I’ve been arguing here for a while that human beings are deeply affected by what we’re around, including by other people. We are far from the separate, solitary, unitary individuals that our contemporary understanding (or at least the understanding of the past 200-300 years) would have us be.
This has far-reaching consequences for much of the ‘common sense’ by which we think about ourselves.
In the world of organisations in particular, it’s considered good practice by many to give people enduring labels such as ‘high performer’, ‘low performer’, ‘star’ or ‘troublemaker’. Whole performance management systems are based upon the premise that this is a reasonable thing to do.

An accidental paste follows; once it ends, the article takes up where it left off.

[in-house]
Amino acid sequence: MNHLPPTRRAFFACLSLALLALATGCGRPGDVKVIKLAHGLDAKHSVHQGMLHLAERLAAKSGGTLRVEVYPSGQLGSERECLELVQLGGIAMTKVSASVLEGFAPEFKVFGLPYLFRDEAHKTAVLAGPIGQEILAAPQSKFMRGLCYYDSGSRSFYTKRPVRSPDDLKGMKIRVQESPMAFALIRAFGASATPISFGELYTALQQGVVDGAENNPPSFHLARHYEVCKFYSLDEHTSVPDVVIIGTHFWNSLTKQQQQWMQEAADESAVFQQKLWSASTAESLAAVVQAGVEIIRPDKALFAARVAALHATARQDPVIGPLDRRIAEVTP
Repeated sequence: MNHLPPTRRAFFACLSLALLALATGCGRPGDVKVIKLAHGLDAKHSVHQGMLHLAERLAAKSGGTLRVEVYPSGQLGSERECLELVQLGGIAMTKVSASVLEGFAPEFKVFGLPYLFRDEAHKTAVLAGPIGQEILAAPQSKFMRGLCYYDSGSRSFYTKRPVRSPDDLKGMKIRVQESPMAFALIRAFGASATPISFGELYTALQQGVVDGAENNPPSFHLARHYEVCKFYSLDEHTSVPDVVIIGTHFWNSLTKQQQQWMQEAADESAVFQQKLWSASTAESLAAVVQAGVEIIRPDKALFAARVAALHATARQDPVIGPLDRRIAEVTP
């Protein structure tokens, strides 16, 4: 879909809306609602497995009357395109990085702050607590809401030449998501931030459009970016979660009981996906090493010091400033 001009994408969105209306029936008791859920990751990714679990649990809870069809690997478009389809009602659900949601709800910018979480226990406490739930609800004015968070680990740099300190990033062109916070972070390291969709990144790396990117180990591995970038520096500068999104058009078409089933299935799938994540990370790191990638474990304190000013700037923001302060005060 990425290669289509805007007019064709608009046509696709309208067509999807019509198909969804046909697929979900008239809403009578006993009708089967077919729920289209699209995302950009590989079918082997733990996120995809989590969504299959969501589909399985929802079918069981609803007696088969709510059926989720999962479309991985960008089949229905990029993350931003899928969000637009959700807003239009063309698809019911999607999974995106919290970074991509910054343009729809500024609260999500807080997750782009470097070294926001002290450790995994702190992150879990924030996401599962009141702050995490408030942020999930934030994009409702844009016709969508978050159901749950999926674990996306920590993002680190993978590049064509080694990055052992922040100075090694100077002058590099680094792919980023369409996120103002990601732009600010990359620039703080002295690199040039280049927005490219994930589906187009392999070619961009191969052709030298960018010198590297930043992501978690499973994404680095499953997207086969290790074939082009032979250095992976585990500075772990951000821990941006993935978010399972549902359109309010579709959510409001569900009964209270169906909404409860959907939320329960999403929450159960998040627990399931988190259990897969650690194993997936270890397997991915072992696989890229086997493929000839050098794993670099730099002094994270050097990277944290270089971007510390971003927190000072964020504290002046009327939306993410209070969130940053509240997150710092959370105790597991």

What such labelling always leaves out is any understanding that we have any affect upon one another.
Someone who you are sure is a troublemaker may, indeed, be a gift of possibility when around others. A ‘low performer’ can easily be someone who contributes enormously when they’re in different company.
Being so sure about others’ enduring qualities without looking at your own role in how they show up means you’re missing a huge opportunity to effect change in whatever organisation or system you’re involved.
How people ‘perform’ around you, will – in the end – have as much to do with you, as it ever did with them.